What is in this article?:
- Is there enough 2011 planted corn acreage?
- 2 questions for corn
- Most of the focus on 2011 U.S. planted acreage centers on corn acreage. There are a number of reasons for that focus, said University of Illinois agricultural economist Darrel Good.
- “For corn acreage, two questions need to be answered: 1) How many acres of corn need to be planted in 2011? 2) Is there opportunity to accommodate the needed increase?
Most of the focus on 2011 U.S. planted acreage centers on corn acreage. There are a number of reasons for that focus, said University of Illinois agricultural economist Darrel Good.
“First, under the current policy regime, there is a mandate of 13 billion gallons of renewable biofuels production during the 2011-12 corn marketing year that begins on Sept. 1, 2011. Almost all of that mandate is being met by corn-based ethanol production. The mandate implies that a minimum of 4.65 billion bushels of corn will be used for ethanol production during the 2011-12 marketing year,” he said.
Use in other categories of consumption is influenced by available supply, demand and price. Consumption of corn for food and industrial purposes other than ethanol is currently running at about 1.4 billion bushels per year, Good said.
“Typically, U.S. corn exports are near 2 billion bushels per year, and feed use is currently near 5.2 billion bushels per year. With adequate supplies then, use of corn during the 2011-12 marketing year might be near 13.25 billion bushels. All of that potential consumption must be met from 2011 production because stocks at the end of the current year are expected to be at pipeline levels,” he said.
The supply-and-demand environment for the other two major crops, wheat and soybeans, is fundamentally different than for corn, he said.
“For wheat, domestic stocks at the end of the current marketing year (May 31, 2011) are expected to be relatively large, accounting for 33.6 percent of expected use during the current marketing. In addition, winter wheat seedings were reported to be 3.7 million larger than seedings in the fall of 2009,” he said.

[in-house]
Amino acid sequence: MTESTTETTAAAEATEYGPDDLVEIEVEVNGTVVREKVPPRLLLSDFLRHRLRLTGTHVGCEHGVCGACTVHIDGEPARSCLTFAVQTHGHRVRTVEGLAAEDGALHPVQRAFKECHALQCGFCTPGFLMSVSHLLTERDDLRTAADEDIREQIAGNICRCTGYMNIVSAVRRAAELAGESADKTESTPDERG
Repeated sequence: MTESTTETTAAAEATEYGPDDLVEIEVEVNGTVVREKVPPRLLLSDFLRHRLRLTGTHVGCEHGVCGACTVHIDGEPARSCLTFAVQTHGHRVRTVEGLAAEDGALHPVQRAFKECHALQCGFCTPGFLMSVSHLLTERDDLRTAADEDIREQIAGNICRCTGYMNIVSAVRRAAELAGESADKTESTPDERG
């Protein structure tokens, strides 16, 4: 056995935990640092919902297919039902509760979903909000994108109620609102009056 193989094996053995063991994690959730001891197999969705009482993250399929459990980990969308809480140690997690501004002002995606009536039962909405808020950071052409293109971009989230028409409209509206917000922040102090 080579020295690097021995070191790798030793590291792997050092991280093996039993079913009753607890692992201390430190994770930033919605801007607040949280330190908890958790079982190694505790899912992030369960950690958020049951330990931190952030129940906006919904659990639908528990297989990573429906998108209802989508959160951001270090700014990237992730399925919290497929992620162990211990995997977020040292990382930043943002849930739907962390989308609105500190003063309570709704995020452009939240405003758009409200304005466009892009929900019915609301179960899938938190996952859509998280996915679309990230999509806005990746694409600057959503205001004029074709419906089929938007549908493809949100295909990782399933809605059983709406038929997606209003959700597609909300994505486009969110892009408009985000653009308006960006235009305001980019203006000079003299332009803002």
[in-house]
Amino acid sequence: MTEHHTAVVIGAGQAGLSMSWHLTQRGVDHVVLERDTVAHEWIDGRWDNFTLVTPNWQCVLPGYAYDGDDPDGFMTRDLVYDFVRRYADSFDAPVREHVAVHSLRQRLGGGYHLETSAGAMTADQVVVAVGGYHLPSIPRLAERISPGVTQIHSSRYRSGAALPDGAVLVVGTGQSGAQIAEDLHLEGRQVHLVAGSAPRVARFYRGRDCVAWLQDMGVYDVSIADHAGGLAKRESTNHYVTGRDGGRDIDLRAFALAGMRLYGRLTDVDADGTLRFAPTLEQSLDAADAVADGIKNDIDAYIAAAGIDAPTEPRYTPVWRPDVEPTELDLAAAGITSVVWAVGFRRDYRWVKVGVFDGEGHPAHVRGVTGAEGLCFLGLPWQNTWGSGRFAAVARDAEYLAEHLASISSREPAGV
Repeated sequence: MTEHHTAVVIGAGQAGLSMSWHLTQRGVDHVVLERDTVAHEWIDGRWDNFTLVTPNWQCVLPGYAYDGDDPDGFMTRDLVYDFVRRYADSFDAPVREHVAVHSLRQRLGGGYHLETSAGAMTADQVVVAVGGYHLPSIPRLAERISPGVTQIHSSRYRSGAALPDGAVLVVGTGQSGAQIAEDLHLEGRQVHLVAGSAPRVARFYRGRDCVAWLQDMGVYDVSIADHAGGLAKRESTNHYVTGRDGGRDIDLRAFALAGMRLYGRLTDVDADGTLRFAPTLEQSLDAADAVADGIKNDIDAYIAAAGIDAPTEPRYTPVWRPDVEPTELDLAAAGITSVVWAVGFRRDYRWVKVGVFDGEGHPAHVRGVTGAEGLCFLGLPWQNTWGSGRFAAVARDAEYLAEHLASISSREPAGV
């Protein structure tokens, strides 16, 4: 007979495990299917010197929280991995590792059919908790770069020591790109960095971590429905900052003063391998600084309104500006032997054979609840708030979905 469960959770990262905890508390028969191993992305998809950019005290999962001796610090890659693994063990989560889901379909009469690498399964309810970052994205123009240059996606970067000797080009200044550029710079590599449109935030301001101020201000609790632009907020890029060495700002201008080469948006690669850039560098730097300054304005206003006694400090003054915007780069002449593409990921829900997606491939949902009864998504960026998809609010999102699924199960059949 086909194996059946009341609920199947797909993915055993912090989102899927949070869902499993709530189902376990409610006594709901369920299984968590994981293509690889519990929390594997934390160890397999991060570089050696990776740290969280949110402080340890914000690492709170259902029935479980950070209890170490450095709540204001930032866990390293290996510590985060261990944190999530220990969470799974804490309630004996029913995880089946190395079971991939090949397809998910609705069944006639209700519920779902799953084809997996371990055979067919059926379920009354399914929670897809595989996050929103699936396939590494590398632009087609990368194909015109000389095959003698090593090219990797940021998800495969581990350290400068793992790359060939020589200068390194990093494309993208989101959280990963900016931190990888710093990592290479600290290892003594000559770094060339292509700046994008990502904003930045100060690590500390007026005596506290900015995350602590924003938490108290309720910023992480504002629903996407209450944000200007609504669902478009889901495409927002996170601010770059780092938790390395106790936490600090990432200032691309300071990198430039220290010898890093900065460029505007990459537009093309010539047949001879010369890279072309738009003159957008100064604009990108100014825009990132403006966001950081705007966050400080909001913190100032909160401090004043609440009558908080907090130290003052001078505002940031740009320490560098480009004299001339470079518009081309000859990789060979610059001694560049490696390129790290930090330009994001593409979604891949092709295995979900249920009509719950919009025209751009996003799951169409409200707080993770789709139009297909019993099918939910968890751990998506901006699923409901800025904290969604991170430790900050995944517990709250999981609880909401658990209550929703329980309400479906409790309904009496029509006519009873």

Even though the hard red winter wheat crop is not in good condition, there is potential for an adequate crop in 2011 with more favorable spring weather. Furthermore, wheat is produced in large quantities in a number of countries so there is opportunity for foreign production to rebound from the depressed level of the past year,” he said.
“Under more favorable spring weather conditions, for example, wheat seedings in Canada could rebound from the low level of 2010. Russian wheat production was also depressed in 2010 due to severe drought conditions,” he noted.
For soybeans, stocks at the end of the current marketing year are expected to be very small, but prospects remain good for a large South American harvest that is currently under way. The Brazilian crop could exceed the record harvest of 2009, and China is already buying South American soybeans, he said.
In addition, U.S. soybean acreage in 2011 will get a boost from the large increase in soft red winter wheat acreage and the opportunity for double cropping of soybeans. A return to a normal level of double cropping from the low level of 2010 would add 2 million acres of double-cropped soybeans. Finally, a shortfall in U.S. soybean production in 2011 could be offset by a large acreage response in South America for harvest a year from now, he said.